Jeri and I had been to the Trinity Site once before. It was on July 16, 1995, the 50th anniversary of the detonation. It was friggin’ circus. The crowd then was much larger than the usual April or October hordes (The Trinity Site is usually only open to the public on the first Saturdays of April and October, when it’s cooler). Then there were the protesters. You know, nukes are bad, that sort of stuff. And they were somewhat encouraged to be obnoxious by the presence of CNN and other news trucks, broadcasting the revelries. The experience, while interesting, had a certain amount of distraction to it.
So it was time for a return trip, during a “normal” time. Does Easter weekend count as normal?
We hit the Stallion Gate to White Sands Missile Range around 8:30 AM (the gate had opened at 8 AM). I was surprised to see a backup. It took about 10 minutes to make it to the gate and find out why. We had to show picture IDs and they wanted to look in our ice chest. We guessed they were looking for alcohol. Now they had no interest in looking in the bed of our truck, where we could have had several cases of beer stashed, or a few hundred pounds of explosive. But our ice chest had to be scrutinized.
It takes about 20 minutes to get from the gate to the parking area at the Trinity Site. We were surprised to see a fair number of vehicles already there. But the Army guys were doing a cool job of getting everyone parked quickly.
Because of the crowds on our previous visit, we had jettisoned the idea of taking a shuttle bus to the McDonald Ranch house a few miles away. This was the location the bomb boys used to assemble the gadget, as they called it. This time we headed directly for the buses.
The ride to the ranch house was quick. It was not an impressive structure, but very familiar from the old Trinity pictures. The best part about the visit was that the porta-potties here had yet to be abused by the visiting public and weren’t a disagreeable experience. You have to have your priorities straight.
Hopping back on the shuttle bus, we returned to the parking area for Ground Zero and started heading for the main show. While we were at the ranch house, the parking area had filled considerably and more cars were streaming in.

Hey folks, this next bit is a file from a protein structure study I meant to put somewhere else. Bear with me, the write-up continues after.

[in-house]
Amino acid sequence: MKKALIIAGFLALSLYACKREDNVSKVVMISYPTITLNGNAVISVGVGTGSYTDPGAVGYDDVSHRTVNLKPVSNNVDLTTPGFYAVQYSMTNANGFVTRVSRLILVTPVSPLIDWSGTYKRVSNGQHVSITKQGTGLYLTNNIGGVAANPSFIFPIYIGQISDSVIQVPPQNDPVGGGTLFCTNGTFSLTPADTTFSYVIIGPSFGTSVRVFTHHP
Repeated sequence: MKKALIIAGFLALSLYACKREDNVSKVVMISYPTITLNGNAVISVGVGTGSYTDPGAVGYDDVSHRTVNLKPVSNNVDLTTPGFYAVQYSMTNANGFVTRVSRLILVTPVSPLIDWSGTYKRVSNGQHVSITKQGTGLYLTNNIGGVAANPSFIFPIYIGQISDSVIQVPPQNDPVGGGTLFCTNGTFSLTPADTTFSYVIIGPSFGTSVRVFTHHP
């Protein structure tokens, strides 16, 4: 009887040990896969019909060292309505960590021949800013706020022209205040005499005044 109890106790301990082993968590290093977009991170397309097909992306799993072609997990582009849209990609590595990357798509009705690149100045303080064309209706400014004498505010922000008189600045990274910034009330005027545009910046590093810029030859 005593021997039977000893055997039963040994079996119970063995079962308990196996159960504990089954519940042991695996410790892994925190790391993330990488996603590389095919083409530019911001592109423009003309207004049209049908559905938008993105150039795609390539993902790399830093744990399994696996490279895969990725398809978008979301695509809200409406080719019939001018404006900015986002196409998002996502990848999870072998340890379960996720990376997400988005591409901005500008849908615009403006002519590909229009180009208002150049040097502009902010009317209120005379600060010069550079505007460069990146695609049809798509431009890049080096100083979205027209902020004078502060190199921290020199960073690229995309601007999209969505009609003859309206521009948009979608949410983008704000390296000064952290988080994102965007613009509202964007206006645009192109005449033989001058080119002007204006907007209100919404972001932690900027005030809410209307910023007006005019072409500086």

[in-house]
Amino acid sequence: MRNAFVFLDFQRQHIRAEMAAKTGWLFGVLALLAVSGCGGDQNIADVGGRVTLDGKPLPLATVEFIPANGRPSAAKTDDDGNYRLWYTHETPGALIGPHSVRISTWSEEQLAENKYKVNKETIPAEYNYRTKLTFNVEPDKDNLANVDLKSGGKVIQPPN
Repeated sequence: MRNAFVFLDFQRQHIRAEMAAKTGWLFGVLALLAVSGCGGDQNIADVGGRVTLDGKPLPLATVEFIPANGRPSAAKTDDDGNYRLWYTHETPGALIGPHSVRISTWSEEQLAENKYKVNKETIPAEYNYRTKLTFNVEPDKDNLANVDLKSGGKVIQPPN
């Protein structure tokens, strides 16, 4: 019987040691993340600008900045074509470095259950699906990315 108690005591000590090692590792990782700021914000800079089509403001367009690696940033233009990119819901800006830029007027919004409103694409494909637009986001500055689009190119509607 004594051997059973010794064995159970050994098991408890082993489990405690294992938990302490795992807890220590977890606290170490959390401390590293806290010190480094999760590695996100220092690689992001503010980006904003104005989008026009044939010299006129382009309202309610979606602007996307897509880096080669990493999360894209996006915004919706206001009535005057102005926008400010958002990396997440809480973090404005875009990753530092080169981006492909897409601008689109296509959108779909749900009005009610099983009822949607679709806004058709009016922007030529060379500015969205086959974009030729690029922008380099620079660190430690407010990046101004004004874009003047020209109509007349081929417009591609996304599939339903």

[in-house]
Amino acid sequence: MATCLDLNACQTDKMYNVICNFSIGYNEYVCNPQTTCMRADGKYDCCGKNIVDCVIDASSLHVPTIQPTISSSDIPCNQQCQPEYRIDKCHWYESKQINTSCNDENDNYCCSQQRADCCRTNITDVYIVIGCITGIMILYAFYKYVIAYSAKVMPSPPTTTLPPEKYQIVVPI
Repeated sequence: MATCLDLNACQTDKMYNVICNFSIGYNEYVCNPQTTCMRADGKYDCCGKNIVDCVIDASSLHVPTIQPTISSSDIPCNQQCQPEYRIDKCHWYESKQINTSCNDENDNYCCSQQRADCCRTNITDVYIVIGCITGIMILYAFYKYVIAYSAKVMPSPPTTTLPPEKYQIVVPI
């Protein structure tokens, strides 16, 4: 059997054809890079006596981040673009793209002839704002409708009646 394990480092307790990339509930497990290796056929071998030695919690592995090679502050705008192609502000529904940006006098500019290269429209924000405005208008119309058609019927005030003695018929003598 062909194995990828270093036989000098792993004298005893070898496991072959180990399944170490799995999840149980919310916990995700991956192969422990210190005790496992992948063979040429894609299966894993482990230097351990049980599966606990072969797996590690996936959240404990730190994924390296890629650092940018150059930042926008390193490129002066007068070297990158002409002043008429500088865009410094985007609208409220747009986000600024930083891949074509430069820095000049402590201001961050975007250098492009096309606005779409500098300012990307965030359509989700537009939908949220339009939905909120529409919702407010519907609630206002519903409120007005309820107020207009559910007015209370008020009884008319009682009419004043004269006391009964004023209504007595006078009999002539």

Looking at the people around us, it occurred to me that this place was some sort of goober magnet. While it wasn’t exactly “People of Walmart“, it was contender enough to bring it to mind. There were some very bizarre folks here. I won’t try and argue that I don’t fit in. Fortunately, there was a concession stand offering up barbecued burgers and drinks to allow the more massive goobers to fuel up enough to make the quarter mile walk to the Ground Zero enclosure. How they would get back without stuffing Snickers bars into their pockets, I don’t know.
The actual Ground Zero is ringed by a fence which corrals all the touristas within a very large circle. Near the center is the darkly phallic Trinity Site monument, set in the center of the location the original tower was erected. There still remain some of the concrete footings of the tower.
Off to one side there’s a low structure that looks like a greenhouse for midgets. In fact it’s a cover to protect the last remaining portion of Trinitite, that cool, greenish glassy surface that was created by the atomic blast. Except for the area of Trinitite under the cover, the rest had been scraped up and buried somewhere (or sold on eBay, I’m not sure). That said, there were still small pieces of the stuff floating around on the surface, although it was illegal to gather it. That didn’t seem to bother many people though.
The only other item within the enclosure was a flatbed truck with a full size mockup of the “Fat Man” bomb, which was dropped on Nagasaki. This also attracted the goobers, who seemed to enjoy having their pictures taken in front of it. I suspect it had a slenderizing effect on them.
Seeing a surprising number of cars still streaming into the site, we decided it was time to get the hell outta Dodge. We stopped for a green chile cheeseburger at the Owl Bar in San Antonio, as it had a lot of rave reviews online. It was also frequented by the bomb boys in 1945, as they traveled between Los Alamos and the Trinity Site. I think the latter fact was more of an attraction than the food. It was an OK burger, and probably the best around for many miles. OTOH, there isn’t much else around for many miles. Still, it had a delightfully divey atmosphere.
Heading north, we decided on another eclectic stop: The April 24, 1964 Socorro UFO landing site. It wasn’t a UFO crash, it was a landing. Rather than me explain what this bit of weirdness is (I’m lazy), just read this. This was a spot Jeri and I also visited in July of 1995, and it had changed considerably. The dirt road heading out to the site now served as a driveway for a couple of nearby homes and a new high school was about a quarter mile away. When we were there last, we didn’t find the precise site, just the general area. This time, with the power of the modern Internet behind us, we found the precise location the object had been spotted sitting in the ravine bottom. There remained four circles of stone, which had outlined the depressions left by what appeared to be landing pads. I really enjoy this site, since it represents an incident that has never really been explained in conventional terms, had good physical evidence remaining and the witness was highly credible. Yeah, yeah, I’ve heard the stories of it being a test of the Surveyor lunar lander under a helicopter, but when you look at the site, that’s a laughable story.
And so concludes another weird adventure. There will be so many more….
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